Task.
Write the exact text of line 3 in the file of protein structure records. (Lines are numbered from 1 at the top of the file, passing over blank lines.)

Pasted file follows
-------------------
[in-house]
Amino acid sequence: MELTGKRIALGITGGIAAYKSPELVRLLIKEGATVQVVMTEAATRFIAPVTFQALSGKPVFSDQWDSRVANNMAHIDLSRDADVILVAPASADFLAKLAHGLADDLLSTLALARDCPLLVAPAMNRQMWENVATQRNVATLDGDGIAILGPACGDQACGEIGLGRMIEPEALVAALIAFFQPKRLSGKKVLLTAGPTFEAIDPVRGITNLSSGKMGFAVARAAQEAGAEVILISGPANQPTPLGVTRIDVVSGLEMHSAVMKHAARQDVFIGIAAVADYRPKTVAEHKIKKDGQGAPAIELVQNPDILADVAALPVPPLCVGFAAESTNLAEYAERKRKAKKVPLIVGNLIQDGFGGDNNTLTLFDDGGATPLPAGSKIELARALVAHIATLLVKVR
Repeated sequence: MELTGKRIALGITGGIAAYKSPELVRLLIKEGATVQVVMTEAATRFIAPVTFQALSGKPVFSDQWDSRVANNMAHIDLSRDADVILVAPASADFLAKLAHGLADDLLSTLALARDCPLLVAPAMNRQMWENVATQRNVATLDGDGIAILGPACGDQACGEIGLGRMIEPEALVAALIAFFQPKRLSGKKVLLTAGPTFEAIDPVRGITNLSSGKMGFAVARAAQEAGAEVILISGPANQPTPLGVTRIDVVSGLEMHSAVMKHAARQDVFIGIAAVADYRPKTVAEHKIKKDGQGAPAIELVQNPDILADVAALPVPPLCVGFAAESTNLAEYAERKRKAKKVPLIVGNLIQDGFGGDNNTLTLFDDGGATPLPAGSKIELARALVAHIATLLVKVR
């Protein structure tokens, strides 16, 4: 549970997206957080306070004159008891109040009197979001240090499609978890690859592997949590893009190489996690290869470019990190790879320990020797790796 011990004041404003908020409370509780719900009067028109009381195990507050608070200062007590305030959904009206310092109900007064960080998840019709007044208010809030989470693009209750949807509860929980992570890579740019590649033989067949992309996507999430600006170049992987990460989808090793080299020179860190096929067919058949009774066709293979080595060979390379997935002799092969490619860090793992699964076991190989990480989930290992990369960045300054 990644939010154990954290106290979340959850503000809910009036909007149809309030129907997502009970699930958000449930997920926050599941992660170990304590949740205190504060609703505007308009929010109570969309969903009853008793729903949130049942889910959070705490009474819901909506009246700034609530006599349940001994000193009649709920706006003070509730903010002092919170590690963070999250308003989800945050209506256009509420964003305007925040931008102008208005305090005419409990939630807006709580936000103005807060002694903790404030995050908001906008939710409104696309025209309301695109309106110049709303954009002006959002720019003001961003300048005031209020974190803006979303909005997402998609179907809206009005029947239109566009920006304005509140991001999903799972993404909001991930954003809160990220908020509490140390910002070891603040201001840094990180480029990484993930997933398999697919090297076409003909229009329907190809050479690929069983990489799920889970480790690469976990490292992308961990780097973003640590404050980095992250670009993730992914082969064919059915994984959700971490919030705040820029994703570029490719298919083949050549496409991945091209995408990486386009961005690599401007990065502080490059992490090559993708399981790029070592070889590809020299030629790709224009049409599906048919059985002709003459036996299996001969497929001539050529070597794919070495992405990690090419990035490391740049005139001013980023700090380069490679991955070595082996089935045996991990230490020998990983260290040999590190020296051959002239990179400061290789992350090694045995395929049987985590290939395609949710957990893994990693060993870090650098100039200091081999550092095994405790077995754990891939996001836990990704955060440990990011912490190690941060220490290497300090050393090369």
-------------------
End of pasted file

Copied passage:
Repeated sequence: MELTGKRIALGITGGIAAYKSPELVRLLIKEGATVQVVMTEAATRFIAPVTFQALSGKPVFSDQWDSRVANNMAHIDLSRDADVILVAPASADFLAKLAHGLADDLLSTLALARDCPLLVAPAMNRQMWENVATQRNVATLDGDGIAILGPACGDQACGEIGLGRMIEPEALVAALIAFFQPKRLSGKKVLLTAGPTFEAIDPVRGITNLSSGKMGFAVARAAQEAGAEVILISGPANQPTPLGVTRIDVVSGLEMHSAVMKHAARQDVFIGIAAVADYRPKTVAEHKIKKDGQGAPAIELVQNPDILADVAALPVPPLCVGFAAESTNLAEYAERKRKAKKVPLIVGNLIQDGFGGDNNTLTLFDDGGATPLPAGSKIELARALVAHIATLLVKVR